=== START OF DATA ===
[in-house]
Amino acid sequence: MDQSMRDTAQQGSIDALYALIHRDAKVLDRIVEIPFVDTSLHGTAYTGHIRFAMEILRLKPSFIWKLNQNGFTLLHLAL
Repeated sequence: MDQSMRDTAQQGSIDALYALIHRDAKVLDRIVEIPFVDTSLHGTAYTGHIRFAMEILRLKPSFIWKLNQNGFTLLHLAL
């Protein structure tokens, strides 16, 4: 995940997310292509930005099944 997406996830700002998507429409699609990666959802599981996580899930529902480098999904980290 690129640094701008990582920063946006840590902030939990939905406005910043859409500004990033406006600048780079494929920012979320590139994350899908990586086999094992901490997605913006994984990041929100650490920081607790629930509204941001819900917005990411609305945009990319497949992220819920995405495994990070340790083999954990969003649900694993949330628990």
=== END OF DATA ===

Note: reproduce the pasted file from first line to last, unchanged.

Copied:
[in-house]
Amino acid sequence: MDQSMRDTAQQGSIDALYALIHRDAKVLDRIVEIPFVDTSLHGTAYTGHIRFAMEILRLKPSFIWKLNQNGFTLLHLAL
Repeated sequence: MDQSMRDTAQQGSIDALYALIHRDAKVLDRIVEIPFVDTSLHGTAYTGHIRFAMEILRLKPSFIWKLNQNGFTLLHLAL
């Protein structure tokens, strides 16, 4: 995940997310292509930005099944 997406996830700002998507429409699609990666959802599981996580899930529902480098999904980290 690129640094701008990582920063946006840590902030939990939905406005910043859409500004990033406006600048780079494929920012979320590139994350899908990586086999094992901490997605913006994984990041929100650490920081607790629930509204941001819900917005990411609305945009990319497949992220819920995405495994990070340790083999954990969003649900694993949330628990």